What was her mother thinking? This was worse than any place she had ever imagined.
“Pardon me!” she said loudly. No one moved. She made a wedge of her arms and barged through.
“Eh!” some one cried. “You spilled my drink!”
“Sod off,” she snapped, feeling a guilty thrill as she said it.
At the bar, Jervett raised one eyebrow. “Miss?”
Sarah leaned closer. “Sweeney gave me your name.”
“Did he give you any money, ‘cause he owes me a bit,” Jervett replied, bending down to be heard above the din.
Sarah forced herself not to draw back. She was unused to such a press of people, to so much noise, or to such obvious poverty. Looking down at the pattern of rings on the counter‑‑the marks of many, many tankards‑‑she drew out another shilling and laid it on the bar. “I’m looking for Mr. Jack.”
Jervett twitched his lips like he was going to laugh but decided not to. “Are you now?” He slipped the money into the leather purse hanging from his belt.
Sarah gathered herself. “I need his help.”
Jervett looked her over and gave a gusty sigh. “He does get all types of folk.” There was something in his tone that was sympathetic, like he sensed her trouble.
“I’m alone.” It was not quite a lie.
His hand shot across the counter and covered hers, faster than her eye could follow. “Don’t say that out loud in here!” His small, sharp eyes were as ugly as the rest of him. “Wait.”
Jervett lumbered toward the back, pushing aside a woman wearing an unlaced bodice. The woman pulled down the neck of her chemise for a man proffering a penny. Sarah looked away. Sweeney got a good price for just answering a simple question, she thought.
After what felt like a week, Jervett returned, gesturing with a jerk of his head for Sarah to follow. They entered the back through a narrow, curtained doorway that led to a flight of nearly vertical stairs. Once the curtain fell, it was pitch black, but the noise from the tavern was muffled.
“He’s up there, first door on the right,” said Jervett.
“Thank you,” Sarah replied uncertainly, her stomach icy with apprehension.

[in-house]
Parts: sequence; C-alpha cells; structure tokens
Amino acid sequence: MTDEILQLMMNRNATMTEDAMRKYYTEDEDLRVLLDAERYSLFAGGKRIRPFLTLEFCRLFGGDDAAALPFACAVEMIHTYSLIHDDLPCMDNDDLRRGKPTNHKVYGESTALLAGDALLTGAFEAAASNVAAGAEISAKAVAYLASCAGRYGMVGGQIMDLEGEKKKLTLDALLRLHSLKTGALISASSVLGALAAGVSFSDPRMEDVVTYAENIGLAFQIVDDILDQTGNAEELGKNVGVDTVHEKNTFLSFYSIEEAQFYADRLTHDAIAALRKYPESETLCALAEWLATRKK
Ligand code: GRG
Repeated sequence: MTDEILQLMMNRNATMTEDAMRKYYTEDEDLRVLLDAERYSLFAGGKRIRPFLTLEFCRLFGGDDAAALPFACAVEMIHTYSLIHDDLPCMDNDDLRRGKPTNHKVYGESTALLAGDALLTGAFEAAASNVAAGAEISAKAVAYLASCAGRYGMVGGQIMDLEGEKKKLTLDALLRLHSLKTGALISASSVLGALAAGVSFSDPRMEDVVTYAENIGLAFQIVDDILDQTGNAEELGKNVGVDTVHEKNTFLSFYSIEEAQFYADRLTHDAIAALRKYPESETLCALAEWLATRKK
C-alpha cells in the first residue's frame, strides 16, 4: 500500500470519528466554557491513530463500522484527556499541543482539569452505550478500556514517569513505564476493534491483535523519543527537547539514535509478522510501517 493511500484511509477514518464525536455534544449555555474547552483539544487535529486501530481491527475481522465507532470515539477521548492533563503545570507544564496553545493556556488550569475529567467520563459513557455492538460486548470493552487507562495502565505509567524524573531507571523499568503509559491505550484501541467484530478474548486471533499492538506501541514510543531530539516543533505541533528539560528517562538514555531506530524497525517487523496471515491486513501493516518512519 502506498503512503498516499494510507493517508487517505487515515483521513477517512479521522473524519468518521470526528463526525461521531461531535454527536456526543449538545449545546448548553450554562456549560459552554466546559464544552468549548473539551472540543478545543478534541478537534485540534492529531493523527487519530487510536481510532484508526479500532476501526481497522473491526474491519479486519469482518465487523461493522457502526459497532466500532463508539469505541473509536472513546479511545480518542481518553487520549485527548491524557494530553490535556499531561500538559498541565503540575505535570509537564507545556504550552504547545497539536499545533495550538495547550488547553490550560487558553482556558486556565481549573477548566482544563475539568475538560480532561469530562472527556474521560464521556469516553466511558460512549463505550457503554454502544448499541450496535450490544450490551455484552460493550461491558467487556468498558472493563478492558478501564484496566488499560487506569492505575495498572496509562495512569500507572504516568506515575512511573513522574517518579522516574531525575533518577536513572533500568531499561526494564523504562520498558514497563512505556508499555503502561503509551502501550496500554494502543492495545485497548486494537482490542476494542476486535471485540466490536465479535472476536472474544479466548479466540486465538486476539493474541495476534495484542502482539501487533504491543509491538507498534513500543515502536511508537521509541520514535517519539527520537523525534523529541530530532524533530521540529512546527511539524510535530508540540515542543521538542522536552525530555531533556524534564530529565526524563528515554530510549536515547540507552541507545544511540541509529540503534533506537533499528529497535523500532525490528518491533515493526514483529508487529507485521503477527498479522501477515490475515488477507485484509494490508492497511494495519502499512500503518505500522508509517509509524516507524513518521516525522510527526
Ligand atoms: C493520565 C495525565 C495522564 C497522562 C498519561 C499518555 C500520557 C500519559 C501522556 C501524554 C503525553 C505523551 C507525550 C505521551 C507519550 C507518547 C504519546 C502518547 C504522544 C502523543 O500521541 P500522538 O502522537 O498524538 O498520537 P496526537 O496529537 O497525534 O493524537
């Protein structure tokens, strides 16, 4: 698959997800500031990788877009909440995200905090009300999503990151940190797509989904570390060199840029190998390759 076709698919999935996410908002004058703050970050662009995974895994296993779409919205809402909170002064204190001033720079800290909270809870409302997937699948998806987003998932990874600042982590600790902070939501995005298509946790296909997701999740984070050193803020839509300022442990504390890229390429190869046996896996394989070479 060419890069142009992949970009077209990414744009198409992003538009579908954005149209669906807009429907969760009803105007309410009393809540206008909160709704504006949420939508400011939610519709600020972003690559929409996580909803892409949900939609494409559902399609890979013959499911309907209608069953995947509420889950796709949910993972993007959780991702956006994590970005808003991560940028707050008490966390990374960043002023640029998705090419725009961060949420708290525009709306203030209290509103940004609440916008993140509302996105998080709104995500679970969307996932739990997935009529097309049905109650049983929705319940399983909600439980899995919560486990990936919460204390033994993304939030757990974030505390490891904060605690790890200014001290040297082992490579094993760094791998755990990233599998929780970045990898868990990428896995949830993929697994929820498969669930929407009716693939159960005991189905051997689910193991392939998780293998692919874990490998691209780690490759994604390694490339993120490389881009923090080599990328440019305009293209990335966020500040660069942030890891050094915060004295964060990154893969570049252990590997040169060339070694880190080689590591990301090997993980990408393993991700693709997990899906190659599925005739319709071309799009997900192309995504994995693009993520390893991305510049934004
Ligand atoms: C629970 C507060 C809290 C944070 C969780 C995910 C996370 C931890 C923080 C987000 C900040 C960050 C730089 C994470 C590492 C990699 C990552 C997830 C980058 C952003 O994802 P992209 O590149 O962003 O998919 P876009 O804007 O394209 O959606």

She felt a movement, and a triangle of light appeared as Jervett held back the curtain. Sarah turned to see the stairs but then the light vanished and, with it, the barkeep. She exhaled with exasperation, the sound loud in her ears. Gathering her muddy skirts in one hand, she groped for the wall. Slowly, Sarah felt her way up the steep staircase.
As she reached the upstairs, she became aware of men’s voices, just to the right as Jervett had promised. A light from one of the rooms fanned out across the wood floor. Sarah straightened her dress and cap, feeling awkward in her maid’s clothes. There was something bracing about good silk brocade and something decidedly lowering about cheap broadcloth.
She started toward the light but then stopped, panting a little with fright. She gripped her hands into fists and forced herself along the corridor. This was all for her father. There was no other way she could think of to help him.
Slowing to a halt, she stared in the open doorway. Although it was daylight outside, heavy, dark curtains made an artificial night within. A wax-encrusted candelabra threw flickering light over a central table, the smell of the cheap candles thick and cloying.
Two men sprawled on the scant furniture, drinking. One had his boots on the table, so only the soles of his feet were visible from where Sarah stood.
“Which of you is Mr. Jack?” she demanded, nerves making her voice sharp.
Their conversation stopped dead. The slighter man, dressed in a dark coat and breeches, rose to his feet. Sarah noticed his fine black hair and pale skin. “Madame,” he said in a liquid French accent, bowing slightly. “May we assist you?”
Sarah opened and shut her mouth. “You’re not Gentleman Jack.”
The young Frenchman smiled slightly. “Oh, no, I am not he. But if you would agree to state your business with that person?” He put the tips of his fingers together, something mocking, something friendly in the gesture.
“I need his help.” My mother said he was the one.
“Ah yes, a handsome young woman in need of a knight errant, is that it?” the Frenchman extended one hand toward her. “She has come to the correct place, has she not?” He gestured around the room. The dark, dusty, threadbare scene was infinitely depressing.
“Oh, put it away, Gabriel.” The other man swung his long legs to the floor and stood.
Sarah looked up and up, realizing this man‑‑was this Gentleman Jack?‑‑towered more than a full head above her. He was big-boned but still had a lightness, a silence in his movements that was somehow unnerving. But good for a thief, she thought with a thrill of fear.
She saw a flicker of blue, and then the room seemed strangely empty. Her mother was gone. The viscountess had done what she could by leading her to the thief. Now it was up to Sarah to carry on alone, and the thought made her apprehensive in a way she had not felt before.
“What’s your business?” the tall man said in a voice neither rude nor welcoming.
Sarah stared at him, taking in the skin-tight breeches and fashionable but mud-splattered green topcoat. They were good clothes, tailored to show off his strong and very male form. “Are you‑‑um‑‑him?” She forced a smile, conscious the man was but a step away. She could smell wood smoke on his clothes and feel the heat from his body.
He looked down his long nose for a moment, then nodded.
Behind him, the Frenchman threw up his hands. “And what if she was a spy for the police? Just say, here I am, over here, come get me!”
Gentleman Jack waived a dismissive hand, and the other man fell silent, shaking his head.